The Times reported on Monday that the Financial Conduct Authority is looking at ways of encouraging firms to lend to the most vulnerable borrowers. The regulator wants to know how it could reduce any barriers to the future affordable and sustainable supply of credit to customers who have few borrowing options.
There are no simple solutions, of course, but progress could be made based on insights from accounting data. Here are four accounting questions the FCA could ask.
1) What percentage of loan costs goes to pay intermediaries?
A small number of websites now account for a high proportion of leads to non-prime lenders, including leading search engines, comparison websites and credit agency sites.
A click on Google Ads for ‘bad credit loans’ is likely to cost a lender several pounds, and only a small minority of clicks can be expected to convert to new business. A lead from a comparison website run by a credit agency might cost £30.
Confirming these numbers is important. When the Competition and Markets Authority (CMA) reviewed the payday loans market in 2014 and 2015 (details here) it found that a key issue at that time was the role of the intermediaries, and it called for better ways of helping consumers to find information on different lenders.
There's nothing to suggest that any intermediary is doing anything wrong, but having obtained the costing details, the FCA could review whether the market cost of intermediation has become a barrier to the affordable and sustainable supply of credit to non-prime customers. It might then explore possible ways of reducing the cost. Reviewing the CMA’s 2015 report and the remedies it proposed, and others suggested, might provide some useful pointers.
2) What percentage of loan costs for non-prime customers goes to pay FOS fees?
Some lenders argue that they pay far too much to the Financial Ombudsman Service (FOS). They complain about slow and inconsistent decision making, and the FOS basing its decisions on its own interpretation of FCA rules that some consider to be unjustified. There are concerns that the proposed new 'Consumer Duty' regime will exacerbate the issues.
Regardless of the rights and wrongs of these claims, it seems important to understand the total cost impact of the FOS on the cost of new lending. Perhaps the most relevant question is: What is the cost for a relatively new lender with no legacy issues and considered to be fully compliant with the FCA handbook rules?
Accurate data on these costs would help to determine whether the handling of complaints by FOS (including the knock-on administration costs across lenders) might - ironically - be acting as a barrier to future affordable and sustainable supply of credit. No-one would suggest removing the complaints arbiter, but having obtained the costing details, but the FCA and other policy makers might then decide to consider ways of reducing the cost impact for new borrowers.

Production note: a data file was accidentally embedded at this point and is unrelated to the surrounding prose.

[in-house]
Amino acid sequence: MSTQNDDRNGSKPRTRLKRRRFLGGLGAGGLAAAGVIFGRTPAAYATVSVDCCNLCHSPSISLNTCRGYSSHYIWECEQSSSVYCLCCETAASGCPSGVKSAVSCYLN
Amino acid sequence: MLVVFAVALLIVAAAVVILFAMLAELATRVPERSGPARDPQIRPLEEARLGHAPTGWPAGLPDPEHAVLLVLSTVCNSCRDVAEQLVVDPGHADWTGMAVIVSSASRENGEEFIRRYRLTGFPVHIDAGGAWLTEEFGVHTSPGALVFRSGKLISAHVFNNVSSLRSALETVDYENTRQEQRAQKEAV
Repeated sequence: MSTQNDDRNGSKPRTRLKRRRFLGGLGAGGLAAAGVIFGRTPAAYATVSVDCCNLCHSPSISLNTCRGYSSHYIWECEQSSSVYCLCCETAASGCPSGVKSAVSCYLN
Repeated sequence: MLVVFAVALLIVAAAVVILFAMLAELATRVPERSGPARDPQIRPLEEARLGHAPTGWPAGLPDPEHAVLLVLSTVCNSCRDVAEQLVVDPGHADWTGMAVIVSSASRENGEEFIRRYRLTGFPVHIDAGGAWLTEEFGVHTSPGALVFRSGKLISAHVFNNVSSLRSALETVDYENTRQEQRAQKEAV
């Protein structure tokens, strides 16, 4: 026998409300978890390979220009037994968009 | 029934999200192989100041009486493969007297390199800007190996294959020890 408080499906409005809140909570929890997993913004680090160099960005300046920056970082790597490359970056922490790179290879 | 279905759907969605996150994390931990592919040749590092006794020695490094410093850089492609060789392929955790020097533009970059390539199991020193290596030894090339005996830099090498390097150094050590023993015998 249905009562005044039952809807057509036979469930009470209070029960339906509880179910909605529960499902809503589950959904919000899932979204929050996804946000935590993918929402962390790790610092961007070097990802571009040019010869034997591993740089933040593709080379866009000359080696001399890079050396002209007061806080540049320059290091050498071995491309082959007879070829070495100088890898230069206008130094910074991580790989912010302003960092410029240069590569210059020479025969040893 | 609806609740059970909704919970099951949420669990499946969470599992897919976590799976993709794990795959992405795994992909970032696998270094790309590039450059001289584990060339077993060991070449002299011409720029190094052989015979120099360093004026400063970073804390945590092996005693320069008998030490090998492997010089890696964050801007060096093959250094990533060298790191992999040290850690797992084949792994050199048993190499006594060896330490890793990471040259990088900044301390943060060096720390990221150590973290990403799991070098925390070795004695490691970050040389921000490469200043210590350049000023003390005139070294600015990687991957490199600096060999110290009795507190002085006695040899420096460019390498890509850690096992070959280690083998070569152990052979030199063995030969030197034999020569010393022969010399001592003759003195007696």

3) What percentage of loan costs are interest as compared to service charges?
The interest rate on a consumer loan combines the cost of the money with the cost of a wide range of supporting activities that are needed to allow the loan to be issued, many of which are influenced or determined by regulation. They activities include underwriting, affordability checks, identity verification, administration connected to the customer, administration connected to a guarantor (if appropriate), provision of documentation, and so on.
Accurate data on each of the different costs of lending, reviewed individually, would help to determine whether changes to specific regulatory requirements, or improvements to the market for support services to lenders, could reduce barriers to future affordable and sustainable supply of credit to vulnerable customers.
Just one example is affordability checks. Methods used vary considerably, but the cost is often considerable. A cost of £30 per non-prime customer wouldn't be unusual. Some very promising fintech solutions are available and if adopted widely could greatly lower this cost and probably improve quality, but uncertainty over the regulatory requirements seems to be contributing to slower than necessary take-up.
4) What’s different in Europe?
Most of Europe has tight price caps in place on non-prime lending, typically in the range 15% to 30% maximum APR, with only a few exceptions (that are likely to disappear under the latest European Commission proposals).
It’s easy to say that this just stops non-prime lending, but that would be an over-simplification, as many consumers who would be classified as financially vulnerable in the UK are able to obtain some loans. A key question, therefore, is whether the cost structure facing lenders offering such loans is very different to the UK.
Benchmarking the accounting data collected for questions 1 to 3 to lenders in Europe may help to provide further important insights as to how to reduce barriers to the future affordable and sustainable supply of credit to customers who currently have few borrowing options.